This article is an overview of the principal factors likely to drive the gold price in 2019. It looks at the global factors that have developed in 2018 for both gold and the dollar, how geopolitics are likely to evolve, the economic outlook and how it is worsened for the dollar by President Trump’s tariff war against China, the availability and likely demand for bullion, and the technical position in paper markets. Taken together, the outlook is bullish for gold.

2018 reprise

For gold bulls, 2018 was disappointing. From 11 December 2017, when gold made a significant bottom against the dollar at $1243, it has ended virtually unchanged today, after being 4.2% up. Gold had to struggle against a rising dollar, whose trade-weighted index rose a net 3.7% over the same period, and as much as 9.4% from its mid-February low.

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Don’t Worry About The Gold Price…China’s Got Your Back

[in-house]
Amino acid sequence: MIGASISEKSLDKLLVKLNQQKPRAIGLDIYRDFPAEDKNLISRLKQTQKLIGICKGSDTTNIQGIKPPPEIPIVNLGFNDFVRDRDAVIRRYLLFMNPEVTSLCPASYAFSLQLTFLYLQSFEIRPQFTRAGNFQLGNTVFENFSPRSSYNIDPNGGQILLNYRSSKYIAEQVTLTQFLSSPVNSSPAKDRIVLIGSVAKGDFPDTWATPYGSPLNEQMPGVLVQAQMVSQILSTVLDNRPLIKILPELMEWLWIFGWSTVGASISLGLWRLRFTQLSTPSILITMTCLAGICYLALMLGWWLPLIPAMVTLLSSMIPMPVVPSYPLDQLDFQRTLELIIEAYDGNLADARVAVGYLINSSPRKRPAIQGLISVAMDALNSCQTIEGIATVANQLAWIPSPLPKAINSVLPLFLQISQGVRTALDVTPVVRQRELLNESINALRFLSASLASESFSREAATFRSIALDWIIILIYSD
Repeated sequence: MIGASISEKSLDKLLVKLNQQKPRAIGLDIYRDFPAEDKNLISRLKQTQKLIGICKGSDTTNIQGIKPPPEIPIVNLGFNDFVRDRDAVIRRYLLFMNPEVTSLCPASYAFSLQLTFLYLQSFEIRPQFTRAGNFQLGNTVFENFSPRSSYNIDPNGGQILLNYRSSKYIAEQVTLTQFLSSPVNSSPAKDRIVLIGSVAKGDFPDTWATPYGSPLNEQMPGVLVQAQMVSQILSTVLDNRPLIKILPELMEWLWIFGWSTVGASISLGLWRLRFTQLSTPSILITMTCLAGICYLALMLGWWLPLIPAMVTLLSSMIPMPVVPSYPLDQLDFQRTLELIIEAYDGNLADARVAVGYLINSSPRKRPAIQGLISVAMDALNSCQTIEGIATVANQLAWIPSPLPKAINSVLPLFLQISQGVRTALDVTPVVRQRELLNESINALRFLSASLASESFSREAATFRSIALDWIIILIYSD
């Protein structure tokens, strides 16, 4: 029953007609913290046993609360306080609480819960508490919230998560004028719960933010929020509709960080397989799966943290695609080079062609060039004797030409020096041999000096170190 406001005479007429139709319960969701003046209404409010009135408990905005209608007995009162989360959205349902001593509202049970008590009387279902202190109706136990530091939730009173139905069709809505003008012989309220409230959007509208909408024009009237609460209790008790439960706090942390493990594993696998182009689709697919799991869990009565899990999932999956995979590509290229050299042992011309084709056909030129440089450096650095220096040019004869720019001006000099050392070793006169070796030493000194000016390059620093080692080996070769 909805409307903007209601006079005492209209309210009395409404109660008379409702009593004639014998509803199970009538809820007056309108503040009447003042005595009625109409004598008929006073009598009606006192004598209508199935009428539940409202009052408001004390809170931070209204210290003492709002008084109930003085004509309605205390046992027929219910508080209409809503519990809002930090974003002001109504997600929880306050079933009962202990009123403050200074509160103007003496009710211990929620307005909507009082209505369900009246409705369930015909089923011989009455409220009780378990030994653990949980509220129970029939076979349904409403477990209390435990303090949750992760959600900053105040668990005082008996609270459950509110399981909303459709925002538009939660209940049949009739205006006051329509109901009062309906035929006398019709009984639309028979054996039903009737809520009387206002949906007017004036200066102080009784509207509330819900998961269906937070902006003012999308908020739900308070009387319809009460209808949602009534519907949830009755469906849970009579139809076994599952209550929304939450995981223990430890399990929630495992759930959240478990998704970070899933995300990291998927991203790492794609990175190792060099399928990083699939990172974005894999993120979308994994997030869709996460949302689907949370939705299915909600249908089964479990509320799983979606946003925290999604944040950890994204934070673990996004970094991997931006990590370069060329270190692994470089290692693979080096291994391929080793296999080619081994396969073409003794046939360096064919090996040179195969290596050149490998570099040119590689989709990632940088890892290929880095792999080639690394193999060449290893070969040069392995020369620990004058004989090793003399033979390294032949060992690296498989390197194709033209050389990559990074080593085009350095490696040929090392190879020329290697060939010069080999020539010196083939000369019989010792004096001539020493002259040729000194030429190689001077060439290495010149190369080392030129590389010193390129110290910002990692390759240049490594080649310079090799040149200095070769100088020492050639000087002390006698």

By Jeff Clark – Re-Blogged From Gold Eagle

I read a mainstream report about a decline in gold imports into Hong Kong, with the journalist concluding that gold demand in China is therefore down.

The interesting thing about the article is that the figures stated were accurate; Hong Kong imports into China are down. But here’s the thing: the message is wrong. It’s incomplete, misleading, and as I show below, misses the forest for the trees on what’s really happening with gold inside China. If an investor makes a decision because of that article, they may not be basing it on false raw information, but on an entirely faulty conclusion.